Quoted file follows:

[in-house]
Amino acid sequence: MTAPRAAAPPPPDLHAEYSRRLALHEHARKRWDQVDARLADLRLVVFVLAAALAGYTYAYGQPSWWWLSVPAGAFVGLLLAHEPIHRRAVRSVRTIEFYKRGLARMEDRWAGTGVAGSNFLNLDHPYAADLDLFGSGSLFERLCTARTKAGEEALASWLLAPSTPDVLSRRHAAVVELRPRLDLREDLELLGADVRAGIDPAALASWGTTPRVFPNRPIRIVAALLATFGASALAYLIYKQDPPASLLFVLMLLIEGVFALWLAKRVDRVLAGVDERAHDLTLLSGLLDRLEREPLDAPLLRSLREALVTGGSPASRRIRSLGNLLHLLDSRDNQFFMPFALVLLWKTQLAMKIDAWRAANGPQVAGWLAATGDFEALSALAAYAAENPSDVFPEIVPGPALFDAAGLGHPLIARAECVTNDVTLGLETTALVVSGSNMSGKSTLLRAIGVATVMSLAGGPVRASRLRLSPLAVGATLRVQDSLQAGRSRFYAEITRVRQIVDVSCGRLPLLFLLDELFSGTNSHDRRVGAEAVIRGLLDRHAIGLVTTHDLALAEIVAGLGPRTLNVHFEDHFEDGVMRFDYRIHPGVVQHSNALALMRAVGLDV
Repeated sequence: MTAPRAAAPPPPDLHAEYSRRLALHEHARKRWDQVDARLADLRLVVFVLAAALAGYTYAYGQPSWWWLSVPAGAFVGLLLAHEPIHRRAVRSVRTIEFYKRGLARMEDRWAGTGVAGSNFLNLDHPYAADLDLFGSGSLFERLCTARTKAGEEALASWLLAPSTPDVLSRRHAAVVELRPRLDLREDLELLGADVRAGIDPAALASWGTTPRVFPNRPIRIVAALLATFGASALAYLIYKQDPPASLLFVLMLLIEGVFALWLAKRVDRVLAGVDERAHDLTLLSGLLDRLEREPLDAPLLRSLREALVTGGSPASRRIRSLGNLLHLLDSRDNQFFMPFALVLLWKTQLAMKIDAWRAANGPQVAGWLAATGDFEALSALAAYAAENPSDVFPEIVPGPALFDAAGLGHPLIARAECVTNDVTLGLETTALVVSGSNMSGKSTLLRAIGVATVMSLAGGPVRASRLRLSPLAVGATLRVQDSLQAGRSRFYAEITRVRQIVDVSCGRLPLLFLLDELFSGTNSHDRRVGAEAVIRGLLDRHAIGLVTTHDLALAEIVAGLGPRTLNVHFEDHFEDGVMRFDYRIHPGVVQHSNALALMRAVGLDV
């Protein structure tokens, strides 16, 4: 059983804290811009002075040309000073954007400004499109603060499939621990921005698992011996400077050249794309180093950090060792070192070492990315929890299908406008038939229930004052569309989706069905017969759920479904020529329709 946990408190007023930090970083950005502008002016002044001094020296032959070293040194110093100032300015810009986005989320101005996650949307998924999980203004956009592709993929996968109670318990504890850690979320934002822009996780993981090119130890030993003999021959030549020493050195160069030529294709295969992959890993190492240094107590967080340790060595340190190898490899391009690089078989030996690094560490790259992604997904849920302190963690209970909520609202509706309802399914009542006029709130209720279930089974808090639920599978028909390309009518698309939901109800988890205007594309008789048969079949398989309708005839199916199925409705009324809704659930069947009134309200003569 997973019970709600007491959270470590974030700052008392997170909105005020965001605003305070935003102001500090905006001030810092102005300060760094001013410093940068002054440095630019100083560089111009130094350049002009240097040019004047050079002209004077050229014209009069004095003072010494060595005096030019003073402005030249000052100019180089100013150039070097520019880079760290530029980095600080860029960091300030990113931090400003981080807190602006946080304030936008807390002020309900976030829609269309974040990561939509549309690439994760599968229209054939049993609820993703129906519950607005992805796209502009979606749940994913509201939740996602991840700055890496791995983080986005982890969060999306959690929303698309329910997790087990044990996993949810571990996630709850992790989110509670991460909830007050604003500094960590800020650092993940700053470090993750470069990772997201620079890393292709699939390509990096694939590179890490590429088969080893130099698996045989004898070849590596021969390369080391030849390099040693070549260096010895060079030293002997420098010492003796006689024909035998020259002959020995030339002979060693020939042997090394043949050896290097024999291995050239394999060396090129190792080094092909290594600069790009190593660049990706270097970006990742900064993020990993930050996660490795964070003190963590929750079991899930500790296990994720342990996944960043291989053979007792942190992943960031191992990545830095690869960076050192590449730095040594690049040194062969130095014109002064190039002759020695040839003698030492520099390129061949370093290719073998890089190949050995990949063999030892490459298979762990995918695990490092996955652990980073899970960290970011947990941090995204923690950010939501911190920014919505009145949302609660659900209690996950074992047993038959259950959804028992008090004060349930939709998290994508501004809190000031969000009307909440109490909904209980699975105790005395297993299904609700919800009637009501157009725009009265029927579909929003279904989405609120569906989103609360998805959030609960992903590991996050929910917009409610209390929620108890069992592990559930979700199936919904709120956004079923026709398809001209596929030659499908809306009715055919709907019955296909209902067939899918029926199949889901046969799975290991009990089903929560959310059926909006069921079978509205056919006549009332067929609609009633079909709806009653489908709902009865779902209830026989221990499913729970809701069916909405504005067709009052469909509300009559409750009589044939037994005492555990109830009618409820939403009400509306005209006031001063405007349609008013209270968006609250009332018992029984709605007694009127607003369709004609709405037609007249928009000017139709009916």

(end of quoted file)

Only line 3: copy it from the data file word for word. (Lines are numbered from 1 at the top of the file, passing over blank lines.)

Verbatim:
Repeated sequence: MTAPRAAAPPPPDLHAEYSRRLALHEHARKRWDQVDARLADLRLVVFVLAAALAGYTYAYGQPSWWWLSVPAGAFVGLLLAHEPIHRRAVRSVRTIEFYKRGLARMEDRWAGTGVAGSNFLNLDHPYAADLDLFGSGSLFERLCTARTKAGEEALASWLLAPSTPDVLSRRHAAVVELRPRLDLREDLELLGADVRAGIDPAALASWGTTPRVFPNRPIRIVAALLATFGASALAYLIYKQDPPASLLFVLMLLIEGVFALWLAKRVDRVLAGVDERAHDLTLLSGLLDRLEREPLDAPLLRSLREALVTGGSPASRRIRSLGNLLHLLDSRDNQFFMPFALVLLWKTQLAMKIDAWRAANGPQVAGWLAATGDFEALSALAAYAAENPSDVFPEIVPGPALFDAAGLGHPLIARAECVTNDVTLGLETTALVVSGSNMSGKSTLLRAIGVATVMSLAGGPVRASRLRLSPLAVGATLRVQDSLQAGRSRFYAEITRVRQIVDVSCGRLPLLFLLDELFSGTNSHDRRVGAEAVIRGLLDRHAIGLVTTHDLALAEIVAGLGPRTLNVHFEDHFEDGVMRFDYRIHPGVVQHSNALALMRAVGLDV